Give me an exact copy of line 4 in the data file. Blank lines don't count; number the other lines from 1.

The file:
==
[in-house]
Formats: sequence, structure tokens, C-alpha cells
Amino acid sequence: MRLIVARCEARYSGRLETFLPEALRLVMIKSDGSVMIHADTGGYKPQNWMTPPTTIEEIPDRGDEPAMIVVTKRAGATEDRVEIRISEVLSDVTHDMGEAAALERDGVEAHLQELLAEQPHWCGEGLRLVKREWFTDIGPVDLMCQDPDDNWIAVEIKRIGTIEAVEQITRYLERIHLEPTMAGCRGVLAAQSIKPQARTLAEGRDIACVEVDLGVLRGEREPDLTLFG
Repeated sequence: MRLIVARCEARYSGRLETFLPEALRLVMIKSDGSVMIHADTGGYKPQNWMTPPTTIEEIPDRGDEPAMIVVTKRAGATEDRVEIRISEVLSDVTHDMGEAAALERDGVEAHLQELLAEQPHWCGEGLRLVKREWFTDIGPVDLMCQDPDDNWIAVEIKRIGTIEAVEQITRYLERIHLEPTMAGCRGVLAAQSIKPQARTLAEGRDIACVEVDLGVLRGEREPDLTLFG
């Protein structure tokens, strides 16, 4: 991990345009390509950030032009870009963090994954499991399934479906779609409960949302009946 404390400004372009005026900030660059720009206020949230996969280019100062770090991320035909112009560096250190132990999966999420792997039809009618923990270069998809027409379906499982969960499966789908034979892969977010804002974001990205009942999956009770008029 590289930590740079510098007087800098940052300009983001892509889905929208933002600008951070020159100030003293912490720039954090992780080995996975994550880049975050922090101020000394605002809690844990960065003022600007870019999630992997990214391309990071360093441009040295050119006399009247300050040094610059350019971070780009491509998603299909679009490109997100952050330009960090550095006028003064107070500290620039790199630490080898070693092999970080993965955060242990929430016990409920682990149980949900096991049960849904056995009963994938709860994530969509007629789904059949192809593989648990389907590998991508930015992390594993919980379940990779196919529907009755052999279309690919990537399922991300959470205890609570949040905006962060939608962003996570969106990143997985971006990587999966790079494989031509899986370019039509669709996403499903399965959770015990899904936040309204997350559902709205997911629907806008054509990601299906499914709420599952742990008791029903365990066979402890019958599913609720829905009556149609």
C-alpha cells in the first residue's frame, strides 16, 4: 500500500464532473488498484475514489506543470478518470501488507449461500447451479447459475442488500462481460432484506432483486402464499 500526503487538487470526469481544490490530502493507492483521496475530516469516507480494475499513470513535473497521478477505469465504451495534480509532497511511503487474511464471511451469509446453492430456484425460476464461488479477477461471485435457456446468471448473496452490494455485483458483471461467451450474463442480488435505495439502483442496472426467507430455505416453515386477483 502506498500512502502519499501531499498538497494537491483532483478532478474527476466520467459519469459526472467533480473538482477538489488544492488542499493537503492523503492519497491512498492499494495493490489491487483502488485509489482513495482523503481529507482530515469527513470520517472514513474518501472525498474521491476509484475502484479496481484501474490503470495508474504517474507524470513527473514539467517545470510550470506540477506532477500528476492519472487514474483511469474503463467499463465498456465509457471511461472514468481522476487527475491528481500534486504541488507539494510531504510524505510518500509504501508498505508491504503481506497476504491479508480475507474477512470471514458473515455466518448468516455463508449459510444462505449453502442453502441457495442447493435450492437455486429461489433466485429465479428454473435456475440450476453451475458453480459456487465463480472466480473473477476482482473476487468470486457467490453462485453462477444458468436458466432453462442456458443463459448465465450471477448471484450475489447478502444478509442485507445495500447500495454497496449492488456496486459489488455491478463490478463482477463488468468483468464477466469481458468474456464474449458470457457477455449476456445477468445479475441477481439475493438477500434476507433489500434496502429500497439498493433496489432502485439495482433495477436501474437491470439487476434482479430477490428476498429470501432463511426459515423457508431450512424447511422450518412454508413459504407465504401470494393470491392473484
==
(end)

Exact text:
Repeated sequence: MRLIVARCEARYSGRLETFLPEALRLVMIKSDGSVMIHADTGGYKPQNWMTPPTTIEEIPDRGDEPAMIVVTKRAGATEDRVEIRISEVLSDVTHDMGEAAALERDGVEAHLQELLAEQPHWCGEGLRLVKREWFTDIGPVDLMCQDPDDNWIAVEIKRIGTIEAVEQITRYLERIHLEPTMAGCRGVLAAQSIKPQARTLAEGRDIACVEVDLGVLRGEREPDLTLFG